Two recent studies have shed light on the mental health needs of international students and are calling for urgent action to address the issue.
These studies (Changes in mental health across the COVID-19 pandemic for local and international university students in Australia: a cohort study and Suicide Prevention for International Students: A Scoping Review) have revealed international students have been disproportionately affected by the pandemic, experiencing increased psychological distress and reduced help-seeking behaviour. Now, the rising cost of living and housing shortages have added new challenges, further exacerbating the risks to mental health.
The studies also show that international students face unique challenges in accessing mental health services due to cultural and language barriers, social isolation, and financial difficulties. Providing targeted mental health support for international students is crucial to tackle the severity of this issue, as highlighted in a recent article in The Guardian.
If you or someone you know is an international student in Australia struggling with mental health issues, it’s essential to know where to find support and to not suffer in silence. Here’s a helpful guide to mental health services in Australia, along with the signs to look out for.
Signs to look for
Beyond Blue is an Australian not-for-profit organisation that raises awareness of depression, anxiety and suicide prevention, and encourages people with mental health problems to seek support. Beyond Blue has outlined the important signs and symptoms to look out for when recognising depression in yourself or others. These include behavioural signs, such as withdrawing from close friends and family; feeling overwhelmed or miserable; developing thoughts like, ‘I’m worthless’; or physical symptoms such as feeling sick and run-down all the time.
If you are experiencing suicidal thoughts, Beyond Blue details a range of behavioural and/or physical changes in yourself that also indicate that something isn’t right. Your close friends or family may also notice these changes in you. ‘Non-verbal’ indicators can include changes such as social withdrawal and disinterest in maintaining your appearance, while ‘indirect verbal’ indicators can include speaking about feeling hopeless or feeling like a burden on others.
- Noticing how they feel and talk, including feelings of sadness, rejection or desperation
- Noticing how they behave, including withdrawing from friends and family, having sudden mood swings, or acting recklessly or joining in risky activities.
If you are noticing these signs in yourself or in friends and loved ones, it is time to seek help.
As outlined by healthdirect, high-risk signs that might indicate a person may attempt suicide include if they:
- Threaten to hurt or kill themselves
- Possess or have ways to kill themselves, such as stockpiling tablets or buying equipment that could be used to harm themselves
- Talk, draw or write about death, dying or suicide
What should I do if I’m feeling this way?
If you’re experiencing signs of depression and anxiety, and want some direction in where to seek help, Beyond Blue has put together an Anxiety and Depression Checklist. After filling out the checklist, you are given a score. This score will indicate the low, medium or high range of experiencing depression and/or anxiety, and will provide you with appropriate support contacts. You can even print the checklist and take it to your GP to discuss your mental health.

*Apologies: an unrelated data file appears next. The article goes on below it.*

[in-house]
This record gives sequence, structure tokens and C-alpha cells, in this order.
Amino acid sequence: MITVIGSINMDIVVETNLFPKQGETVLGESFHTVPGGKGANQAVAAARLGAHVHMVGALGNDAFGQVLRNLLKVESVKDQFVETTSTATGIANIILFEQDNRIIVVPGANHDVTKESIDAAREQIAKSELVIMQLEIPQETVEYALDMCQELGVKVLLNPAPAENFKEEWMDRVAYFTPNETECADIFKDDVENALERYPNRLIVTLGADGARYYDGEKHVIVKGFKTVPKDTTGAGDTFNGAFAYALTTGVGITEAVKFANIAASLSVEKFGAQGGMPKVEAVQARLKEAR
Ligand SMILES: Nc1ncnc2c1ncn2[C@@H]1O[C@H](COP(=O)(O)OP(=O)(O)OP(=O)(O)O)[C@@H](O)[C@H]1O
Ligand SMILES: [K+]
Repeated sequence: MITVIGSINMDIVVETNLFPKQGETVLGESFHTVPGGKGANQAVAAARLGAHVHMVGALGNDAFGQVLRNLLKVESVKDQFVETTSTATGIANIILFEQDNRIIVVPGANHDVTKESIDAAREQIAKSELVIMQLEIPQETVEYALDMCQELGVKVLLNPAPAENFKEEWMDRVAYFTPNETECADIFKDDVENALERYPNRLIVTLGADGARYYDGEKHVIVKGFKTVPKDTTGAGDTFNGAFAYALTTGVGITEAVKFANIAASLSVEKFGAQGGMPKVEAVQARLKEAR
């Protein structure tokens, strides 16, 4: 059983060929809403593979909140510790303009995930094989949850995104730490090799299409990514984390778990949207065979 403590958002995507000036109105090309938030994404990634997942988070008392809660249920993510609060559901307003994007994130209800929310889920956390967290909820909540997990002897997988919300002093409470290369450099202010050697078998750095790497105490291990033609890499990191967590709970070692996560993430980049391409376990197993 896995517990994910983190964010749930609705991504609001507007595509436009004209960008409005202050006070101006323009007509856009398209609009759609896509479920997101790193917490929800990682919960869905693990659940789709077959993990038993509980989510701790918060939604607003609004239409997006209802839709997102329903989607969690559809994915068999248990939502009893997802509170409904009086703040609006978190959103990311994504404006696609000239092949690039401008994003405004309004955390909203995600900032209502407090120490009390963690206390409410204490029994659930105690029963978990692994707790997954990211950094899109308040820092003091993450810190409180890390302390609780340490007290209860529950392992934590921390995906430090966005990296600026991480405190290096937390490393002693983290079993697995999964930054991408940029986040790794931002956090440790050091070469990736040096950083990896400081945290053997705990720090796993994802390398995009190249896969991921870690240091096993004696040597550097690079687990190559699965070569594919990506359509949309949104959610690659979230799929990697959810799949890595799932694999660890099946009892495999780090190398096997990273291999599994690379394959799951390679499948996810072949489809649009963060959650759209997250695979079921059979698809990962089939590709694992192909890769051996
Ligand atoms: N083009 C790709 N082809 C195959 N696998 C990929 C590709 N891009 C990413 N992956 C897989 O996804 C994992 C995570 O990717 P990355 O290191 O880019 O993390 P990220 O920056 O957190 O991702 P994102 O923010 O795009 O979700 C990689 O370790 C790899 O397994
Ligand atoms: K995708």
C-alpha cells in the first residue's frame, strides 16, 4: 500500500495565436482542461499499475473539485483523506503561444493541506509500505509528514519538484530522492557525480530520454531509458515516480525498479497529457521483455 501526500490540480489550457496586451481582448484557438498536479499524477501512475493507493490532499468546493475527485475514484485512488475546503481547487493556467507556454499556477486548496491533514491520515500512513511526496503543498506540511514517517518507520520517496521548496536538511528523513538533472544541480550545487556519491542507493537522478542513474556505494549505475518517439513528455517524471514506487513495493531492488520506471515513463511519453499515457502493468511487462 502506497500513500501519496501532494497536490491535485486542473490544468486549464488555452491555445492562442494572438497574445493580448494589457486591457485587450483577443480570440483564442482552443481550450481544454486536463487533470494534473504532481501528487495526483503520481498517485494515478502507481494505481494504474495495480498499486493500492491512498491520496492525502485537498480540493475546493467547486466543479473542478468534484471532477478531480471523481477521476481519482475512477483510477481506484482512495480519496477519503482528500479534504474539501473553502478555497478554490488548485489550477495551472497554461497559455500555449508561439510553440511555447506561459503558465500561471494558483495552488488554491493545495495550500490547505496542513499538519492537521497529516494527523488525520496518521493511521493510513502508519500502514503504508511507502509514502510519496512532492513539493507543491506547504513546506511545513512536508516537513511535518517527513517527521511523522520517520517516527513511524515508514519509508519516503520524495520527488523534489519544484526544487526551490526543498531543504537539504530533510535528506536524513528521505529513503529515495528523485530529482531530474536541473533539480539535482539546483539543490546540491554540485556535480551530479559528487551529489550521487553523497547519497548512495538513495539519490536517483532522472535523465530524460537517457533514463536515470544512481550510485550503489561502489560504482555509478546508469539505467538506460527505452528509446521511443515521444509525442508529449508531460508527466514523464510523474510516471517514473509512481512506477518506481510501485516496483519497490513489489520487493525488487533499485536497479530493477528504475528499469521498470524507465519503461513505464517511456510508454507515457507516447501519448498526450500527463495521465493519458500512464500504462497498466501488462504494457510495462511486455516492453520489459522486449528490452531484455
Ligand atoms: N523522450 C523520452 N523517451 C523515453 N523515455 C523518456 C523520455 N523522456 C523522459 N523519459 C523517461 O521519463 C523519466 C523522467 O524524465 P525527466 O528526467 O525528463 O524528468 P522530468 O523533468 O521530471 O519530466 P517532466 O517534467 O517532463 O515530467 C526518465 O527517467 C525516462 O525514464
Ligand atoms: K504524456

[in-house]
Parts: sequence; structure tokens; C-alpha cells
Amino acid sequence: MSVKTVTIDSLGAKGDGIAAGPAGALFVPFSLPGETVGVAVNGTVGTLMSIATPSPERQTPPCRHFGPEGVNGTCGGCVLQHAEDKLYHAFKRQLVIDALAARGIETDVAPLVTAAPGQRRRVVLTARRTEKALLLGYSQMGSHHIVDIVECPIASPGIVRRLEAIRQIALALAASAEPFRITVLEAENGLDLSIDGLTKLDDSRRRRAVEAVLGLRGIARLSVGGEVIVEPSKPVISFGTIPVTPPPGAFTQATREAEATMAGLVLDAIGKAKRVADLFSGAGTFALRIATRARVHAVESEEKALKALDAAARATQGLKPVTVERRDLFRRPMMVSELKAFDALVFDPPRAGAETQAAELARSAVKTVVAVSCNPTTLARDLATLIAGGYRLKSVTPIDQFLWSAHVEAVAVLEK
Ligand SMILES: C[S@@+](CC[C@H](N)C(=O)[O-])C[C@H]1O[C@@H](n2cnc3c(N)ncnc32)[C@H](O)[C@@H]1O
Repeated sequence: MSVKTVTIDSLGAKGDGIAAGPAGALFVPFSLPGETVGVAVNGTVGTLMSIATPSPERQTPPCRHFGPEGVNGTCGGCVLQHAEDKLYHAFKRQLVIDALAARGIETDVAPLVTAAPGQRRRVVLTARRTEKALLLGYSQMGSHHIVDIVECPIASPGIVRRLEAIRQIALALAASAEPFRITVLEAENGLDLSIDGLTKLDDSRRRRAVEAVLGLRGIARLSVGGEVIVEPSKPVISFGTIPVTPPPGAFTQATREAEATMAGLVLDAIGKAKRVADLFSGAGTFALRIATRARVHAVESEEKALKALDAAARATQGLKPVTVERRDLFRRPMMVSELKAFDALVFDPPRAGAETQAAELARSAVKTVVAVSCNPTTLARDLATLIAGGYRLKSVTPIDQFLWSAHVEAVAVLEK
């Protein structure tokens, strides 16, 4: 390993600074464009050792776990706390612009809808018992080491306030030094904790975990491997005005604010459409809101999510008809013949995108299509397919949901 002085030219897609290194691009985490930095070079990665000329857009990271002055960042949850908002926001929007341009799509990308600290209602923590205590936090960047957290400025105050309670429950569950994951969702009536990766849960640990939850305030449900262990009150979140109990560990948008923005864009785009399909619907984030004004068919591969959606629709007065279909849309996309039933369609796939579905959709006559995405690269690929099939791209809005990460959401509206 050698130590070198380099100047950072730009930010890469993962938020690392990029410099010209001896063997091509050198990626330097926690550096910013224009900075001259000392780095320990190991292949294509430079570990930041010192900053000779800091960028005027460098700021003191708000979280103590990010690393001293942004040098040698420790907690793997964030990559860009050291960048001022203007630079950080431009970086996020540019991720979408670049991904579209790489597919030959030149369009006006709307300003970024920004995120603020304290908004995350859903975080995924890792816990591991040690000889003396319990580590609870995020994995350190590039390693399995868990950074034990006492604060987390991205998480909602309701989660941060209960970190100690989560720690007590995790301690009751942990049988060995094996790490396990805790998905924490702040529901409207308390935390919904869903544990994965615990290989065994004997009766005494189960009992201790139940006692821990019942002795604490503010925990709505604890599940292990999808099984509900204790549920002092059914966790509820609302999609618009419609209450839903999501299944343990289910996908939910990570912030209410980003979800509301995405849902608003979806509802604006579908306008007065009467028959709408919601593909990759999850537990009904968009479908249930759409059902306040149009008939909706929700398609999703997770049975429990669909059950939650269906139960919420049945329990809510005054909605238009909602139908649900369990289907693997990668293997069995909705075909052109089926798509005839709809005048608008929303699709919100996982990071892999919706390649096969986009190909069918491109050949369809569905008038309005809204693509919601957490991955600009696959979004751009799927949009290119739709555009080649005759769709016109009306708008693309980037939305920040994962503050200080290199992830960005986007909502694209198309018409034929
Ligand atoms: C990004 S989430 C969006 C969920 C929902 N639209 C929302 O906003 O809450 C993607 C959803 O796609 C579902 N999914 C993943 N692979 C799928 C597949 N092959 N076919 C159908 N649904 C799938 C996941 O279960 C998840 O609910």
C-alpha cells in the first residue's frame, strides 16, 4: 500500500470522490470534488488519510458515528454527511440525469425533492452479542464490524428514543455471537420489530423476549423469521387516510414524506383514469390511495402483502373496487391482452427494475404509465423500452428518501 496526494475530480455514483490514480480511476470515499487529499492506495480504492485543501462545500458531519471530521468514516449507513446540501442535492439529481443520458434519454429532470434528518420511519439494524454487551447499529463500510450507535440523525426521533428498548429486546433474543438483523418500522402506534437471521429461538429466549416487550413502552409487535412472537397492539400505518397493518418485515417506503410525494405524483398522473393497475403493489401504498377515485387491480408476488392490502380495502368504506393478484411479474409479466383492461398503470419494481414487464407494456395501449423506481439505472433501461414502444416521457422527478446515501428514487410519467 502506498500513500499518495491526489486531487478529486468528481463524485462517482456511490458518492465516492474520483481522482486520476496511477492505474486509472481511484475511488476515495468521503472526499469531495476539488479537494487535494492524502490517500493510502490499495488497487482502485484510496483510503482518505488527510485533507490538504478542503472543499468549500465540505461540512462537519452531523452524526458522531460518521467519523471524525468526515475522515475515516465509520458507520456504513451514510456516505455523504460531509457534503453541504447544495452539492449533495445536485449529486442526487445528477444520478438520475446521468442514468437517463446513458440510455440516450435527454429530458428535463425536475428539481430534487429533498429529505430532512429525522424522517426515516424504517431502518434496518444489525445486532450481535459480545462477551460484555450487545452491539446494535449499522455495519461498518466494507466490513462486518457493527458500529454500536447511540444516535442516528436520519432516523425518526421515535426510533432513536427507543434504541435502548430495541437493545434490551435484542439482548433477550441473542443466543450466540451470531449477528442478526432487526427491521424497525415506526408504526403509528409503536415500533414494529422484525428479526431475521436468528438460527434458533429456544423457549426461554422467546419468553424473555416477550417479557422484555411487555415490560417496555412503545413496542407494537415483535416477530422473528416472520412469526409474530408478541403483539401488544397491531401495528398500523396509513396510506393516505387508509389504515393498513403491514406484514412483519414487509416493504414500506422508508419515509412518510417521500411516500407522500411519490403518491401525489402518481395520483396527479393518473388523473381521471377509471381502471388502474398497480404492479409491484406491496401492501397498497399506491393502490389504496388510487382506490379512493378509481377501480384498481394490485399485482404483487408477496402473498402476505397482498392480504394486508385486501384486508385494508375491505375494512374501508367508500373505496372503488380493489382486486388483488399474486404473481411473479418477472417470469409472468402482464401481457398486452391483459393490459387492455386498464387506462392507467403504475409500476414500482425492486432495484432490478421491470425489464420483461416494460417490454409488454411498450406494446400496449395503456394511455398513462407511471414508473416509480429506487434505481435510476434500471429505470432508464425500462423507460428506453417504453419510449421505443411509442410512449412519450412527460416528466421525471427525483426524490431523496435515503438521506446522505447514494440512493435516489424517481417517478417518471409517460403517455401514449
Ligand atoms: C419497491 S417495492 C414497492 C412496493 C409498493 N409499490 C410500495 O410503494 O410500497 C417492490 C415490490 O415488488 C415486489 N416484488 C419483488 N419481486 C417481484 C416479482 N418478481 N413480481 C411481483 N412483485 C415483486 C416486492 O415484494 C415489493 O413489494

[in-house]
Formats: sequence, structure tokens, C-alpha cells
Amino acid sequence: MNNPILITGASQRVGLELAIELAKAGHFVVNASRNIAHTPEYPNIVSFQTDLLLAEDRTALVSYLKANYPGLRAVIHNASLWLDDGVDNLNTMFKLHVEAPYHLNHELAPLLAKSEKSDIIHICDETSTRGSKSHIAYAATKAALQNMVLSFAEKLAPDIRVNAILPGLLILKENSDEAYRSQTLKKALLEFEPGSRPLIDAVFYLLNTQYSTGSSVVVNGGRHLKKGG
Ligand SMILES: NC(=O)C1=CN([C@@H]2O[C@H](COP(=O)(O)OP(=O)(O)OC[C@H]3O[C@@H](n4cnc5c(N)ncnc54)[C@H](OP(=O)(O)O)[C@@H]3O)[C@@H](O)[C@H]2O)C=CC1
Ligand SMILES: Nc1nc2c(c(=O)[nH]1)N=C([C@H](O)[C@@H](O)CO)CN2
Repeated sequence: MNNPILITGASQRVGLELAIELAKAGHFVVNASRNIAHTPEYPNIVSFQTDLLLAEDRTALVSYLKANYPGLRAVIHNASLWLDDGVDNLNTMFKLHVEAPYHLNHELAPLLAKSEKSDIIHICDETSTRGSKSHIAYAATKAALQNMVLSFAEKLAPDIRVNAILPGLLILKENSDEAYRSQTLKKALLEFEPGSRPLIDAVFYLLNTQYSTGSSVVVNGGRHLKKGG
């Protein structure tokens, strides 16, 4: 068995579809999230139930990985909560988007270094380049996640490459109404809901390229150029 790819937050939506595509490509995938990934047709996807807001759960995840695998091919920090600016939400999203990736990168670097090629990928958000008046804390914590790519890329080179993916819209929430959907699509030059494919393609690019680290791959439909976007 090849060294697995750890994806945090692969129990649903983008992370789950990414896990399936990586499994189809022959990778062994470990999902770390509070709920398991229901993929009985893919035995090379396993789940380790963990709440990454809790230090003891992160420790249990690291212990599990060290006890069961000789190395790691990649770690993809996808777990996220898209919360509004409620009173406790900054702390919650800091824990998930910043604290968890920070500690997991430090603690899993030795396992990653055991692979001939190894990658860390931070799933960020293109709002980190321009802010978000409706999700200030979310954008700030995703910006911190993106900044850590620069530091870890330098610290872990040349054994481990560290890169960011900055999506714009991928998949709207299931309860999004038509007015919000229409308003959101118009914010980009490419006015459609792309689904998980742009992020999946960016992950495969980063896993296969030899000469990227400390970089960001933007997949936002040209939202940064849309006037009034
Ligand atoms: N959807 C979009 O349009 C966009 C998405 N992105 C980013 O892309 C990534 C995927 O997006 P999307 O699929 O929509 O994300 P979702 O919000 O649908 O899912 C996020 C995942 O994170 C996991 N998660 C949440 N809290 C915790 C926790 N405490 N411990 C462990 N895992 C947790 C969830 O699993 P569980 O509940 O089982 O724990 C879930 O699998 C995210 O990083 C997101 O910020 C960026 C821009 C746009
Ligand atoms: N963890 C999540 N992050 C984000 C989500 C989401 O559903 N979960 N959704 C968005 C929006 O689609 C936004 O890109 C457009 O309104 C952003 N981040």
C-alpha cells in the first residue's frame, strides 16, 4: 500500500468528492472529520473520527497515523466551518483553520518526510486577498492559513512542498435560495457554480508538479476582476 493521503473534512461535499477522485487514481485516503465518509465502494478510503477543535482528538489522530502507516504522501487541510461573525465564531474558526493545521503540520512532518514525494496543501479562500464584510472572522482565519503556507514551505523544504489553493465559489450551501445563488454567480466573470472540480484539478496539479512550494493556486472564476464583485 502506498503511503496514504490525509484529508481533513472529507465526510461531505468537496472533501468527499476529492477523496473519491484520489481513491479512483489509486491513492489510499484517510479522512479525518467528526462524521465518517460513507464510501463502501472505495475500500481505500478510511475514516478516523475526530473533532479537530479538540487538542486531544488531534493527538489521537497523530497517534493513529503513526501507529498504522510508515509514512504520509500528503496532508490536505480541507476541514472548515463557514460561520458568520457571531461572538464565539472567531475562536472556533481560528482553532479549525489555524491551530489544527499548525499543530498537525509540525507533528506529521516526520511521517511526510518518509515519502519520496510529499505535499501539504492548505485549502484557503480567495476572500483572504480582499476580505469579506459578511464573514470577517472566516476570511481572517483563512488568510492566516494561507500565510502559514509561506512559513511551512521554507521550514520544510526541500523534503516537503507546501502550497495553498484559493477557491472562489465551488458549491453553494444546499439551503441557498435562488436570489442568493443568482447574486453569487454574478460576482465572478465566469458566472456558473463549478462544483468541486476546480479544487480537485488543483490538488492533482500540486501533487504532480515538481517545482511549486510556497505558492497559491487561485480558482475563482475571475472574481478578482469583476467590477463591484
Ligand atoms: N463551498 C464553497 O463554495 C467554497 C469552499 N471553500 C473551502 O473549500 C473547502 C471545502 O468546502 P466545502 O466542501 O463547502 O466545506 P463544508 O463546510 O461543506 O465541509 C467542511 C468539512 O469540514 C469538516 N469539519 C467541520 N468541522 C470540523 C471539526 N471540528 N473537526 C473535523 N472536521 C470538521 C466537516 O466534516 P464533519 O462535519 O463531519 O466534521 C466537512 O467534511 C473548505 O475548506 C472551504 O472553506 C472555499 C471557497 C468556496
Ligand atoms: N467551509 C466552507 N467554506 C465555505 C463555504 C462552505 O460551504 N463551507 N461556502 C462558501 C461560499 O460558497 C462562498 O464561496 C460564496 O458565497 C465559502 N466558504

If you want to talk to someone about the way you are feeling, there are a range of free and confidential phone hotlines and online live chats that allow you to speak to a counsellor and seek guidance. Many are available 24/7 and are free to access. They also won’t affect your visa.
Some of these include:
- Lifeline (13 11 14)
- Beyond Blue (1300 22 4636)
- Kids Helpline (1800 55 1800)
- MensLine (1300 789 978)
If you are experiencing suicidal thoughts, immediately contact a suicide hotline – someone is there 24 hours a day to help you. These include:
If you are in an emergency or think you pose an immediate risk to yourself or those around you, call the emergency hotline on Triple Zero (000).
What if my friends are showing signs?
As directed by Beyond Blue, one of the best things you can do is to simply ask them how they are feeling. This can be an intimidating conversation to have, but there are certain ways to approach the person you are worried about to make things easier. These include choosing a comfortable location, such as their house or while doing something you enjoy together, and using specific, open conversation starters. These include “how are you?” or “you don’t seem yourself.”
Beyond Blue also shares details on how to be prepared for their responses, including if they deny there’s a problem or refuse to see a professional for help, where to go from there, and how to create a safety plan that can help your friend when they are feeling overwhelmed.
If you think that they pose an immediate risk to themselves or others, call Triple Zero (000). Otherwise, active support can include making a doctor’s appointment for them or taking them to the emergency room.
Speaking to a psychologist
If you want to start seeking a psychologist regularly, a Mental Health Care Plan is available in Australia, which you can discuss with your GP. This will allow you to see a psychologist for six sessions. If you want to see your psychologist again after this, you will need to chat to your GP about getting a new Mental Health Care Plan (it will cover a total of 10 sessions across a 12-month period).
As an international student, some of the cost of seeing a psychologist under the Mental Health Care Plan may be partially covered by your Overseas Student Health Cover (OSHC). Chat to your OSHC provider for more information.